Another technology employs a Mach-Zehnder interferometer. As shown in FIG. 1a, the comb P of N wavelengths is split by a first coupler C1 between two optical fibers F1 and F2, introducing a respective delay R1, R2 into subcombs p1, p2 of N wavelengths each at half the original intensity; the two fibers F1 and F2 are coupled by a coupler C2 to obtain interference between the combs p1 and p2 so as to split the original comb P into two combs P1 and P2; the period of the two combs P1 and P2 is then a function of the period of the interference.
 This technology necessitates two couplers in series, although it is necessary to reduce the bulk and the number of components used in an interleaver for cost reasons; implementing the above kind of component is difficult in terms of reproducibility.
 Another technology employs a circulator Cr and N cascaded Bragg gratings RB1, . . . , RBN, each grating RB1 filtering a wavelength λ1 by reflection. A Bragg grating is obtained by writing into the core of the optical fiber a grating whose period determines the filtered wavelength. Writing N Bragg gratings each having a different period reliably and reproducibly is difficult.
 The Bragg gratings can instead be sampled gratings. As shown in FIG. 1b, a sampled grating comprises the same Bragg grating RB written into the core of the fiber F through a window M: the Bragg grating is modulated by the window.
 The response R of the sampled grating, shown in FIG. 1c, is a reflector comb in which the wavelength spacing e is a function of the period of the window M. The power of the signals carried by each wavelength of the comb obtained in response varies as a function of the wavelength. The solution that involves widening the envelope E to have the same power for each wavelength has the drawback of increasing losses over the whole of the filter band. To obtain a very wide envelope, the width of each photowritten area of the window M must be as small as possible; it is therefore difficult to achieve maximum reflectivity over small areas without introducing losses.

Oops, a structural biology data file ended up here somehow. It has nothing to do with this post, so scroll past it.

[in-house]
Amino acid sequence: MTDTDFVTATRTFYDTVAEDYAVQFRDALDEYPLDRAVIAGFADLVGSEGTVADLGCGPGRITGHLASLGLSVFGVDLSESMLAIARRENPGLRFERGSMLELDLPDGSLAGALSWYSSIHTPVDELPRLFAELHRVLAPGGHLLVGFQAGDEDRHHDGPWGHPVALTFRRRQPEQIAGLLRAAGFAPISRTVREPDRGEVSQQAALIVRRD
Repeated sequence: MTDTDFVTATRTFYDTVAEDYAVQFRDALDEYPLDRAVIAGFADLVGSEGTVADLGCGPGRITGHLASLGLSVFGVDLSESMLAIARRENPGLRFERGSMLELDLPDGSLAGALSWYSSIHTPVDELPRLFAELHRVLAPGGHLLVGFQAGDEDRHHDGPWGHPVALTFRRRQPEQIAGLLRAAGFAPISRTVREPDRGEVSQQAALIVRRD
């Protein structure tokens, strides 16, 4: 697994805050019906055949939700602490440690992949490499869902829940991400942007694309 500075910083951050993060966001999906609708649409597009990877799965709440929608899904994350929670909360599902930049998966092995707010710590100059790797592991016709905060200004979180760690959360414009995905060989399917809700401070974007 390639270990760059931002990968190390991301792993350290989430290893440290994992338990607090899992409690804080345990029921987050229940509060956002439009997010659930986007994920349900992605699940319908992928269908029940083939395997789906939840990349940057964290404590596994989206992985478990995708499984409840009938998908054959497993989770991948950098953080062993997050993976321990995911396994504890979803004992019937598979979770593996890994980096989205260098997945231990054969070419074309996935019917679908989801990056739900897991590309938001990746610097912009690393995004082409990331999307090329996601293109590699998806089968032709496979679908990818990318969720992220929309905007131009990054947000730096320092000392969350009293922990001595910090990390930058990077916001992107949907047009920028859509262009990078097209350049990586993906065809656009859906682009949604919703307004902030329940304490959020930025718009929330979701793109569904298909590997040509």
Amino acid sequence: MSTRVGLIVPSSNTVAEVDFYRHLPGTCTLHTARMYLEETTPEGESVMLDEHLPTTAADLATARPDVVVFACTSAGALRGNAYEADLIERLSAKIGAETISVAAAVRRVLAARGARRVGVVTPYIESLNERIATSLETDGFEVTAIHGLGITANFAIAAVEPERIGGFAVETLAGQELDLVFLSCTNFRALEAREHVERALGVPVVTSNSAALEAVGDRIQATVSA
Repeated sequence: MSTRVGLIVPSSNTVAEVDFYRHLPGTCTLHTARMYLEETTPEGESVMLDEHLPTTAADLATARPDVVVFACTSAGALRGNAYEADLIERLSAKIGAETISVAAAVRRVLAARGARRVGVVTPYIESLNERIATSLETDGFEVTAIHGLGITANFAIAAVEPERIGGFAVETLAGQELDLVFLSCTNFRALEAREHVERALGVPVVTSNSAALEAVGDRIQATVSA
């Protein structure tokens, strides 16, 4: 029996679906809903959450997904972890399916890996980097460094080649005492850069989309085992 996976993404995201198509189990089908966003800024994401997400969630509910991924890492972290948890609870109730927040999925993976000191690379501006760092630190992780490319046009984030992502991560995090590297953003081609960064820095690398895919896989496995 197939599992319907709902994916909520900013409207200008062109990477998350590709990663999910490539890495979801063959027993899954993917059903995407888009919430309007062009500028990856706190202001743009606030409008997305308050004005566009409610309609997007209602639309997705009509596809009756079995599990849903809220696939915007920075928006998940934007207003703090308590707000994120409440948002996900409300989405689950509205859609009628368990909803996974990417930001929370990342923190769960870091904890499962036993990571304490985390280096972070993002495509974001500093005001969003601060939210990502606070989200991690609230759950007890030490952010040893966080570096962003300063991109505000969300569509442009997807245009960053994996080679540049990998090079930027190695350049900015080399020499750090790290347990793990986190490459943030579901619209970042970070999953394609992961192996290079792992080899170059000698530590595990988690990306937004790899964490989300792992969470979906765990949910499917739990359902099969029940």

The object of the present invention is therefore to provide an interleaver that is not subject to the drawbacks previously mentioned.
 The invention provides an optical filter including a coupler having a plurality of output branches and an input branch receiving an input signal whose spectrum comprises a comb P of periodically spaced wavelengths, in which filter each output branch is coupled to a waveguide including two or more cascaded copropagated coupling components, each branch produces an output signal whose spectrum comprises a comb (P1 or P2) of periodically spaced wavelengths having a spacing equal to the spacing of said input signal comb multiplied by the number of output branches, and each output signal spectrum is complementary to the others.